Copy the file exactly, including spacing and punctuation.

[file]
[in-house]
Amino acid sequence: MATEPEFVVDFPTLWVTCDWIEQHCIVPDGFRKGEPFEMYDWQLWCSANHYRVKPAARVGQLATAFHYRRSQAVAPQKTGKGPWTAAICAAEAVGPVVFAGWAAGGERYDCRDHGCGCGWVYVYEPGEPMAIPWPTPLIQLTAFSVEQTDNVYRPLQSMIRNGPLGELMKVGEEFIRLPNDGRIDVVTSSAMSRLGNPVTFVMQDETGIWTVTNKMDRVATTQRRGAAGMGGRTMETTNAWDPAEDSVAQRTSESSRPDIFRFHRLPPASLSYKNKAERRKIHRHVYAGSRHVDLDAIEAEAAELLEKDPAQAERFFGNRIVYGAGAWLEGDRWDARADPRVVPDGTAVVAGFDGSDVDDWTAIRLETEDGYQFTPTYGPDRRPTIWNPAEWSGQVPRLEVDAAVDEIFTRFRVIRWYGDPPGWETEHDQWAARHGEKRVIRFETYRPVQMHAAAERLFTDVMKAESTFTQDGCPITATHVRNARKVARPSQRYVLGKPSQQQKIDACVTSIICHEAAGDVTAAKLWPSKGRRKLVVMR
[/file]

[in-house]
Amino acid sequence: MATEPEFVVDFPTLWVTCDWIEQHCIVPDGFRKGEPFEMYDWQLWCSANHYRVKPAARVGQLATAFHYRRSQAVAPQKTGKGPWTAAICAAEAVGPVVFAGWAAGGERYDCRDHGCGCGWVYVYEPGEPMAIPWPTPLIQLTAFSVEQTDNVYRPLQSMIRNGPLGELMKVGEEFIRLPNDGRIDVVTSSAMSRLGNPVTFVMQDETGIWTVTNKMDRVATTQRRGAAGMGGRTMETTNAWDPAEDSVAQRTSESSRPDIFRFHRLPPASLSYKNKAERRKIHRHVYAGSRHVDLDAIEAEAAELLEKDPAQAERFFGNRIVYGAGAWLEGDRWDARADPRVVPDGTAVVAGFDGSDVDDWTAIRLETEDGYQFTPTYGPDRRPTIWNPAEWSGQVPRLEVDAAVDEIFTRFRVIRWYGDPPGWETEHDQWAARHGEKRVIRFETYRPVQMHAAAERLFTDVMKAESTFTQDGCPITATHVRNARKVARPSQRYVLGKPSQQQKIDACVTSIICHEAAGDVTAAKLWPSKGRRKLVVMR